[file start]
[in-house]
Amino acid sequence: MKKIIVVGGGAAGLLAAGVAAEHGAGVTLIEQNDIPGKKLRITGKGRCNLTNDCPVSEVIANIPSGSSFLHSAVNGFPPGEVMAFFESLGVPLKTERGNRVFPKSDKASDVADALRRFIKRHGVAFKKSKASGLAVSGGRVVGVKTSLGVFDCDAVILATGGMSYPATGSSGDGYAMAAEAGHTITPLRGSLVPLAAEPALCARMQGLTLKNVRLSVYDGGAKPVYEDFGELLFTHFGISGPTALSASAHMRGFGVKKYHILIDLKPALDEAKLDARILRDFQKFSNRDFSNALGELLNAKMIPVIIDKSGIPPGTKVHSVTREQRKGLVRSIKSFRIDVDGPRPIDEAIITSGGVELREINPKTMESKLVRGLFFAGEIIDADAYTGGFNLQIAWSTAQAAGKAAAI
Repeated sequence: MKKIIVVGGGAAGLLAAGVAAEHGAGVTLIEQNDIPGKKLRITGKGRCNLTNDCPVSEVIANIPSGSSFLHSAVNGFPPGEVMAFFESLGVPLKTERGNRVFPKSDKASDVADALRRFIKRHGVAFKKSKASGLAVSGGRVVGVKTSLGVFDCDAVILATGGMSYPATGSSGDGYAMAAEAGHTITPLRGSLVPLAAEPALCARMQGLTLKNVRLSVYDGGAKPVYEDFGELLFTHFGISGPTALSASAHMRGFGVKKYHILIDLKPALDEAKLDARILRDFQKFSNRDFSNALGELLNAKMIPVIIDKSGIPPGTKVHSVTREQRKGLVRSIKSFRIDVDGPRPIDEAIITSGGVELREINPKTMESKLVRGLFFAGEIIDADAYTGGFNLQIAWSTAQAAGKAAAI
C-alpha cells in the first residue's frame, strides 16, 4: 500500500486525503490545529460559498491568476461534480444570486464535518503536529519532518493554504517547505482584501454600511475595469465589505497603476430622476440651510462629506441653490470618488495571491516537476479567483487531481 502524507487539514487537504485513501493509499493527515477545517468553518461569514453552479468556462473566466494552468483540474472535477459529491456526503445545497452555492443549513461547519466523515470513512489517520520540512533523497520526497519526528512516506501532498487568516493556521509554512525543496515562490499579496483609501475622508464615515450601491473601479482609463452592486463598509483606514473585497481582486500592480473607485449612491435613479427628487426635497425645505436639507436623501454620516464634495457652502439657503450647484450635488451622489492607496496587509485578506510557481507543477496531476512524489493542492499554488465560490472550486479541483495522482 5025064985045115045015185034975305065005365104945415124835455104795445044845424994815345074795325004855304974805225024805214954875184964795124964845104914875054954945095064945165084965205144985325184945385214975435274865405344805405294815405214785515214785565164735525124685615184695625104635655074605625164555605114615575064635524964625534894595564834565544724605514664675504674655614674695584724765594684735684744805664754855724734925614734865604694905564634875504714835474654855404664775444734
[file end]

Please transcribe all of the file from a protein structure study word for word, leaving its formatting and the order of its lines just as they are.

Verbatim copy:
[in-house]
Amino acid sequence: MKKIIVVGGGAAGLLAAGVAAEHGAGVTLIEQNDIPGKKLRITGKGRCNLTNDCPVSEVIANIPSGSSFLHSAVNGFPPGEVMAFFESLGVPLKTERGNRVFPKSDKASDVADALRRFIKRHGVAFKKSKASGLAVSGGRVVGVKTSLGVFDCDAVILATGGMSYPATGSSGDGYAMAAEAGHTITPLRGSLVPLAAEPALCARMQGLTLKNVRLSVYDGGAKPVYEDFGELLFTHFGISGPTALSASAHMRGFGVKKYHILIDLKPALDEAKLDARILRDFQKFSNRDFSNALGELLNAKMIPVIIDKSGIPPGTKVHSVTREQRKGLVRSIKSFRIDVDGPRPIDEAIITSGGVELREINPKTMESKLVRGLFFAGEIIDADAYTGGFNLQIAWSTAQAAGKAAAI
Repeated sequence: MKKIIVVGGGAAGLLAAGVAAEHGAGVTLIEQNDIPGKKLRITGKGRCNLTNDCPVSEVIANIPSGSSFLHSAVNGFPPGEVMAFFESLGVPLKTERGNRVFPKSDKASDVADALRRFIKRHGVAFKKSKASGLAVSGGRVVGVKTSLGVFDCDAVILATGGMSYPATGSSGDGYAMAAEAGHTITPLRGSLVPLAAEPALCARMQGLTLKNVRLSVYDGGAKPVYEDFGELLFTHFGISGPTALSASAHMRGFGVKKYHILIDLKPALDEAKLDARILRDFQKFSNRDFSNALGELLNAKMIPVIIDKSGIPPGTKVHSVTREQRKGLVRSIKSFRIDVDGPRPIDEAIITSGGVELREINPKTMESKLVRGLFFAGEIIDADAYTGGFNLQIAWSTAQAAGKAAAI
C-alpha cells in the first residue's frame, strides 16, 4: 500500500486525503490545529460559498491568476461534480444570486464535518503536529519532518493554504517547505482584501454600511475595469465589505497603476430622476440651510462629506441653490470618488495571491516537476479567483487531481 502524507487539514487537504485513501493509499493527515477545517468553518461569514453552479468556462473566466494552468483540474472535477459529491456526503445545497452555492443549513461547519466523515470513512489517520520540512533523497520526497519526528512516506501532498487568516493556521509554512525543496515562490499579496483609501475622508464615515450601491473601479482609463452592486463598509483606514473585497481582486500592480473607485449612491435613479427628487426635497425645505436639507436623501454620516464634495457652502439657503450647484450635488451622489492607496496587509485578506510557481507543477496531476512524489493542492499554488465560490472550486479541483495522482 5025064985045115045015185034975305065005365104945415124835455104795445044845424994815345074795325004855304974805225024805214954875184964795124964845104914875054954945095064945165084965205144985325184945385214975435274865405344805405294815405214785515214785565164735525124685615184695625104635655074605625164555605114615575064635524964625534894595564834565544724605514664675504674655614674695584724765594684735684744805664754855724734925614734865604694905564634875504714835474654855404664775444734